We arrived in Tacoa about 4:30 in the afternoon at the home of relatives of one of our first-year students, Judy. The students settled in while we, (Dan, Joseph and myself) located neighbors who had graciously offered to house us. We then connected with Marta, (a graduate of TLC 2 years ago) and had quick dinner of baleadas and fruit smoothies, then off to church; long, loud and passionate.

Marta now works for Clean Water Missions and she is truly a TLC success story.

Tocoa is a relatively large town, about an hour from the coast line. It is busy, with many stores, gas stations, restaurants and so on. The homes surround the busy main road in small neighborhoods. The main street is paved but most of the side streets with homes on them are not.

The next morning, Dan, Joseph, Marta and Chris headed to Isletas to visit Olga and Yanetzi who many of you know from their visit to the USA in December. The hour or so long trip to Isletas was enabled by traveling through the Standard Fruit (Dole) banana plantation that surrounds the community for many miles.

Isletas is a very modest community with one main road that is not paved. The area is surrounded by water, streams that regularly overflow so many homes are elevated.

Yanetzi’s store, El Classroom is up and running and did 10,000 limpiras ($500)of business in the first week. Initial customers include students who need school supplies to attend school, workers who need copies of documents (1 Limpera each copy) and even teachers who need curriculum developed. By spending several hours in her store we can tell you she is poised and confident. Her Internet and administrative services are becoming a significant part of her business. She has been invited to the local school to discuss her products and services. She is also a leader in her church. Can you tell that we are proud of her?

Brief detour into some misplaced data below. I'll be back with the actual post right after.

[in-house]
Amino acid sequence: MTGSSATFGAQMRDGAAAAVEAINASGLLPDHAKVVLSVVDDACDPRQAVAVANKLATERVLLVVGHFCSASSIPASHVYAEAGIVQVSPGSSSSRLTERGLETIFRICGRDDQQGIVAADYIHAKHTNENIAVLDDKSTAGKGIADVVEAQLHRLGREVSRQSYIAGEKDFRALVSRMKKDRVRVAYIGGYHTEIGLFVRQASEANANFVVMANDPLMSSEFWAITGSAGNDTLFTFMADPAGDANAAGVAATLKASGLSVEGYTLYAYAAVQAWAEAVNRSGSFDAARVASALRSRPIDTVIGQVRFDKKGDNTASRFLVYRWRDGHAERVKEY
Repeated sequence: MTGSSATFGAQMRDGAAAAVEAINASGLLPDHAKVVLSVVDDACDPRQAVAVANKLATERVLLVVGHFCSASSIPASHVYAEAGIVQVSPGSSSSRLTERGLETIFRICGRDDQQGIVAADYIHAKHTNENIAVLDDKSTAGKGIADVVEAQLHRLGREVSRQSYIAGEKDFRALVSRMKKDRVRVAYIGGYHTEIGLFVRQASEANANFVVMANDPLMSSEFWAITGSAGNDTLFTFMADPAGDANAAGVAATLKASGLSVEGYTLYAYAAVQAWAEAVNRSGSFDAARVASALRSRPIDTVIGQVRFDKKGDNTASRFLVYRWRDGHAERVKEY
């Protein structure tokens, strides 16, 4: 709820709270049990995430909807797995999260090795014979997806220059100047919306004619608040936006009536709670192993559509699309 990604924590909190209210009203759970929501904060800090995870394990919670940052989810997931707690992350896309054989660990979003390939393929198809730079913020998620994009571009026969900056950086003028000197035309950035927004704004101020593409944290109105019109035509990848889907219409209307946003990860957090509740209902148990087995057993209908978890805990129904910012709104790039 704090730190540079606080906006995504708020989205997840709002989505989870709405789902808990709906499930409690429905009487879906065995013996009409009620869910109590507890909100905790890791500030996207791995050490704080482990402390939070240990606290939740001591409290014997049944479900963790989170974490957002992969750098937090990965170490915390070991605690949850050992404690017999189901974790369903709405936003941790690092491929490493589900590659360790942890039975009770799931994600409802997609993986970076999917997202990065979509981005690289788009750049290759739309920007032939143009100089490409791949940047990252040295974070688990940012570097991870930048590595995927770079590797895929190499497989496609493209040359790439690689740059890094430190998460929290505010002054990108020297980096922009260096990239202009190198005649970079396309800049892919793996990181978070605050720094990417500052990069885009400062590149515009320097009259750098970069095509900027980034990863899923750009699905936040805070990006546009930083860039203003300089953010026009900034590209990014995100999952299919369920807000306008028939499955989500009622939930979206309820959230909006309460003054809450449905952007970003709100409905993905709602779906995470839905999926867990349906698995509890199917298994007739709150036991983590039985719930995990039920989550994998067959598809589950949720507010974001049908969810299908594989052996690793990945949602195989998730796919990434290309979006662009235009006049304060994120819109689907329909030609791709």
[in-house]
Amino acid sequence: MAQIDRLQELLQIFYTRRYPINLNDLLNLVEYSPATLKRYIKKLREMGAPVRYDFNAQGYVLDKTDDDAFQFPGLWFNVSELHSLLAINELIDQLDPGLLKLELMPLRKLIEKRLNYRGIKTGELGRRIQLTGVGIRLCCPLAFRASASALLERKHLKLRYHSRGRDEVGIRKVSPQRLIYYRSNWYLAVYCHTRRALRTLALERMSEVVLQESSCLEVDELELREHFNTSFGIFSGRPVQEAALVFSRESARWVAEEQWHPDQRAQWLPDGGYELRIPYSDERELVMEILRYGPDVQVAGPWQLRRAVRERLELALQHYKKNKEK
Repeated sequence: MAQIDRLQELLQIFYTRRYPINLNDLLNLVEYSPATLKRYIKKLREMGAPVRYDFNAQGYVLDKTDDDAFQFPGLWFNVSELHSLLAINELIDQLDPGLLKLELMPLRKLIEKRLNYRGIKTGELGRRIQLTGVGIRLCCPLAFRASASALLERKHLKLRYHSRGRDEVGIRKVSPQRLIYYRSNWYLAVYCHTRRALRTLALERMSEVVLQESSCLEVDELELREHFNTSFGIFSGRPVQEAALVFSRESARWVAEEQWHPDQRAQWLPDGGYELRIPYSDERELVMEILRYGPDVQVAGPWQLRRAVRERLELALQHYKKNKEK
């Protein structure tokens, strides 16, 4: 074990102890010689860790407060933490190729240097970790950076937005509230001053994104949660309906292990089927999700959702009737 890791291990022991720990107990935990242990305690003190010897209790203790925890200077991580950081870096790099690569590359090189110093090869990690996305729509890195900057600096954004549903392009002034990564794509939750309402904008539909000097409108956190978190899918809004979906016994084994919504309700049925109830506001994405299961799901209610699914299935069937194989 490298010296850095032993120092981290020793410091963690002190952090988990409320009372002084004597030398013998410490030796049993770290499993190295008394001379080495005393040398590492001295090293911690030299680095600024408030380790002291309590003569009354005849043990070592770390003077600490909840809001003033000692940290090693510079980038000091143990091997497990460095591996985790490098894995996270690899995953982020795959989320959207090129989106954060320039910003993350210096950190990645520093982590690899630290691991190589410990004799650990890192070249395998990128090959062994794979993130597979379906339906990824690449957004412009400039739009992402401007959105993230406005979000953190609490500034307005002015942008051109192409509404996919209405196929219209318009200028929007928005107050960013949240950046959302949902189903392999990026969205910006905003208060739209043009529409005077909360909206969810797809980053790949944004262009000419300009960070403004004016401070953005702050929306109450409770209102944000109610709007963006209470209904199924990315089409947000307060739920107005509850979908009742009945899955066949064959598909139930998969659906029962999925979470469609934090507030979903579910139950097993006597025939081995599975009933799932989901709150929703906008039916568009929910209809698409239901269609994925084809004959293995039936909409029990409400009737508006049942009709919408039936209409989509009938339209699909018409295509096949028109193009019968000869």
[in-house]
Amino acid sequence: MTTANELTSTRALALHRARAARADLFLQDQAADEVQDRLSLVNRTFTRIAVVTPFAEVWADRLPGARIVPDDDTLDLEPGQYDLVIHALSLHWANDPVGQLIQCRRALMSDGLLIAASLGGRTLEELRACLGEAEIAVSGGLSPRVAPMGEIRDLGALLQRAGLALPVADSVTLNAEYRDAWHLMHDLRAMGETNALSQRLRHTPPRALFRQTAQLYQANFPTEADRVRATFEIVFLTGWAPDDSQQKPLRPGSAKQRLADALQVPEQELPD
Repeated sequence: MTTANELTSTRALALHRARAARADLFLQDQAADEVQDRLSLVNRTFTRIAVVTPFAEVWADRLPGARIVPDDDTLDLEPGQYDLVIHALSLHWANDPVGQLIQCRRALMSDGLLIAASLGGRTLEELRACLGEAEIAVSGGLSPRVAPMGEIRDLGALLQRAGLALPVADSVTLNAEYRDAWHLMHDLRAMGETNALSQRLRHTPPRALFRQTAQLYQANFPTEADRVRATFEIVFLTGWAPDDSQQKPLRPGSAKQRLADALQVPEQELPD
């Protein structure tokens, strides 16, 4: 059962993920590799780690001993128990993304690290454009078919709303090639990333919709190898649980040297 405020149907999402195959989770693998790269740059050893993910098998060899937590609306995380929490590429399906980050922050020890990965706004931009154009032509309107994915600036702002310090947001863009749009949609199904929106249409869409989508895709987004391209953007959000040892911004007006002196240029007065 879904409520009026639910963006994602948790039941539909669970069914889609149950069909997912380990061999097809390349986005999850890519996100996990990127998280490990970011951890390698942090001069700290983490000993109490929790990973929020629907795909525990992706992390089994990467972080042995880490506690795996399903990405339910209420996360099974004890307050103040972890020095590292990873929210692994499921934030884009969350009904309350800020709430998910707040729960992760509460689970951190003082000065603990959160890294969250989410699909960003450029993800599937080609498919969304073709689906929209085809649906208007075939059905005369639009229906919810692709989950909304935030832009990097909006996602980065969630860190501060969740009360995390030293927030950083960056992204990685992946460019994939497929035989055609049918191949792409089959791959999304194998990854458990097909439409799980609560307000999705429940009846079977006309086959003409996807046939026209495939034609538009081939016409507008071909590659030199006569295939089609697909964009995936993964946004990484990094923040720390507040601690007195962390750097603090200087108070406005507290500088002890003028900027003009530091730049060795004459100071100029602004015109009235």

We also spent time with Olga trying to determine the best way for her pharmacy or medicine store to proceed. We have several ideas now that we have spent time in Isletas and Dan is working hard on this business plan. We were at Olga’s home for several hours talking and enjoying her family and drinking coconut water from her trees. Olga’s Mom fixed lunch for us and we were able to meet many family members.

That night we attended church with Yanetzi and were the overnight guests of Nidia’s family in Isletas. The hospitality and generosity of people with very modest resources is humbling.

Isletas is a very small community located in the very center of a vast banana plantation owned by Standard Fruit Company (Dole). As such it is a company town, almost everyone works for Standard Fruit. The company controls the road in and out of town and the limited healthcare that is available. Though not “well off” by US standards, most men in Isletas are employed.

We returned to Tocoa the next morning to join the second-year students as they presented the second day of seminars to a small community just outside Tocoa. The goal of these training sessions was to inspire a group of community leaders to begin to address some of the problems facing this very poor community. The students did a wonderful job with the seminars and left with promises.

Another evangelical church service on Sunday night featured Joseph and Maholy singing Open the Eyes of My Heart Lord, and Si Senior, most inspiring! (We have a video to share later.) The service was attended by about 400 people and was loud, joyful and very long! We arrived back in our homes for the night tired and ready to sleep.